It is an awe-inspiring spectacle to witness more than 600 occupants of Tucson’s Temple of Music and Art in silent wonder. Hushed, enchanted, and utterly captive to the drab one-bedroom apartment set before them, where two obdurate has-been performers go to war with one another’s eccentricities. This is the power that writer Neil Simon possesses in his pen. To completely conquer hearts and minds through a play that was first performed more than 40 years ago, and to master the union of drama and comedy through his production “The Sunshine Boys”.
One of the most touted theater agencies in the state, The Arizona Theatre Company has added “The Sunshine Boys” to its 2013-2014 production season. Through March 23, Tucson audiences can view the ATC’s production, supported by a cast of both veterans and newcomers as they tell Neil Simon’s beloved story that first broke into Broadway in 1972.
Experienced stage actors David Green and Peter Van Norden head the team of performers as Al Lewis and Willie Clark, former Vaudevillian partners of over 40 years who have not spoken in a decade. As a former team, they were once the acclaimed act Lewis and Clark, a comic duo that enraptured thousands with their brilliant slapstick skits. According to a reminiscent Clark, the team of two operated as one entity, perfectly synchronized and in tune with one another’s on point delivery. Much to Clark’s dismay, Lewis abruptly called it quits after his first poor performance, leading to a severe detachment of former friends. Now an irritable old hermit, Clark is quick to deny his nephew/agent’s request of having Lewis and Clark perform one final time on CBS. Though loathing of his former partner, Clark is finally convinced to perform at his side, if only out of spite and for monetary purposes. With both parties in agreement, the true task at hand becomes placing them in a room without having them rip at each other’s throats as they embark on one final voyage filled with lessons on the realities of show business, friendship, and their own mortality.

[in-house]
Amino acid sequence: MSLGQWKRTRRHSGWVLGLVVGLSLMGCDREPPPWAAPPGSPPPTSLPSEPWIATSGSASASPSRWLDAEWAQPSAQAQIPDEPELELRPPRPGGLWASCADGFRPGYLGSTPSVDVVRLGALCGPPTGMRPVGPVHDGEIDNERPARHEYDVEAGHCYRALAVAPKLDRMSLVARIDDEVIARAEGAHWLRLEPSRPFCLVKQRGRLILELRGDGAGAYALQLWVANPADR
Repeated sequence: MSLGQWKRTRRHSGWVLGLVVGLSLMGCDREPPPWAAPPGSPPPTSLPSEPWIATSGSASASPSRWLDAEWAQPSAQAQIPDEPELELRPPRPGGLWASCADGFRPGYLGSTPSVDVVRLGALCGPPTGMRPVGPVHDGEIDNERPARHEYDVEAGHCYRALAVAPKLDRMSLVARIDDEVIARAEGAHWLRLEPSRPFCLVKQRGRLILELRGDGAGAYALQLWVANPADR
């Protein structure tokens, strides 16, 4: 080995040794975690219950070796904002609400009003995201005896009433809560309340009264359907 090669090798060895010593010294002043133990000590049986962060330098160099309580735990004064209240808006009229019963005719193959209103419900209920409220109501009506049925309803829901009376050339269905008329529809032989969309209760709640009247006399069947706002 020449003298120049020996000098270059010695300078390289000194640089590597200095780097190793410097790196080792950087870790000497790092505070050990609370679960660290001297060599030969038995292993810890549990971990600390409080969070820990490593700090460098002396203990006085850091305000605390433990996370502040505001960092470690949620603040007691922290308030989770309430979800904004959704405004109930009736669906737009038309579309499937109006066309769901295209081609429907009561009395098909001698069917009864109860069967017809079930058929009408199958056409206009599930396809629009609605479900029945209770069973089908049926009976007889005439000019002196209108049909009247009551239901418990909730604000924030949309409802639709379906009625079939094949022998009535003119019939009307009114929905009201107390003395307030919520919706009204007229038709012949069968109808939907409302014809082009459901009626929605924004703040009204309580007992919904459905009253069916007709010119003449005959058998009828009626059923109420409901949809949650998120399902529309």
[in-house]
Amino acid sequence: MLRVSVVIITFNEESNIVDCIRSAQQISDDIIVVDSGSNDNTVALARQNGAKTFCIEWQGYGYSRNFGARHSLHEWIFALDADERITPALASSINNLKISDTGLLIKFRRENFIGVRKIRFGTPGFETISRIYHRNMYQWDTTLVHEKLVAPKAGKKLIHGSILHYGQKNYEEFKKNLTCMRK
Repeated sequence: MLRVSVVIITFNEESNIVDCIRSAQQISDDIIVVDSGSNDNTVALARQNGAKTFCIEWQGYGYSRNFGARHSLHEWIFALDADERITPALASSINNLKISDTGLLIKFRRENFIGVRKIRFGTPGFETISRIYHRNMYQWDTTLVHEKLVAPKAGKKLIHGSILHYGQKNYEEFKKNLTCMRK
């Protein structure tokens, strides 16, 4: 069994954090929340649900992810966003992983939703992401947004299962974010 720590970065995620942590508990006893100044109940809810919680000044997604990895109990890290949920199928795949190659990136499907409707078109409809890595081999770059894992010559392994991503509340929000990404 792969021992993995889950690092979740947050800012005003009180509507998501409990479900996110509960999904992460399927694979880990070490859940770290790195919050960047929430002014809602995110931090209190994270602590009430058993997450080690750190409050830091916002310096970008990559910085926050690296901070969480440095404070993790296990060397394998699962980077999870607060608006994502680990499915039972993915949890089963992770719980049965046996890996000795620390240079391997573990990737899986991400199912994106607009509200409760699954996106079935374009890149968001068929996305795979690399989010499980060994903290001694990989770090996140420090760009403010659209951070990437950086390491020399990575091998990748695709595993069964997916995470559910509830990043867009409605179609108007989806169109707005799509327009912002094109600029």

“The Sunshine Boys” differs from additional Neil Simon works with similar themes such as The Odd Couple. While The Odd Couple depicts two men of opposite personalities who subsequently learn that they have partially benefited from their differences, “The Sunshine Boys” accounts two men who though seemingly different, are in fact internally similar. Their Vaudeville performances were successes because they were one on stage. Their ability to bounce dialogue and actions back and forth in perfect rhythm was unmatched, and gained fan adoration for four decades. However, as physics has taught us, opposites attract and likeness repels.
If the ultimate test of successful and long lasting theater is to make the audience laugh, then writer Neil Simon succeeds with “The Sunshine Boys”. But if the ultimate test is to make that same audience feel sympathy, even sorrow, then Simon triumphs. The fundamental desires of playwrights are to make the audience feel what the characters are feeling; their joys, victories, defeats, fears, and deepest grief. In “The Sunshine Boys”, the audience meets a pair of antiquated performers who are struggling with the fleeting nature of both show business and existence, and they truly begin to feel these themes hit close to home.
Simon and the Arizona Theatre Company have brought a beautiful story about the paradigm of time and companionship to Tucson. And within the walls of the Temple of Music and Art, audiences can witness that profound story, in all its thematic depth, unfold through the lives of two stubborn old mules named Lewis and Clark.
After Tucson, the play will move on to a Phoenix theater.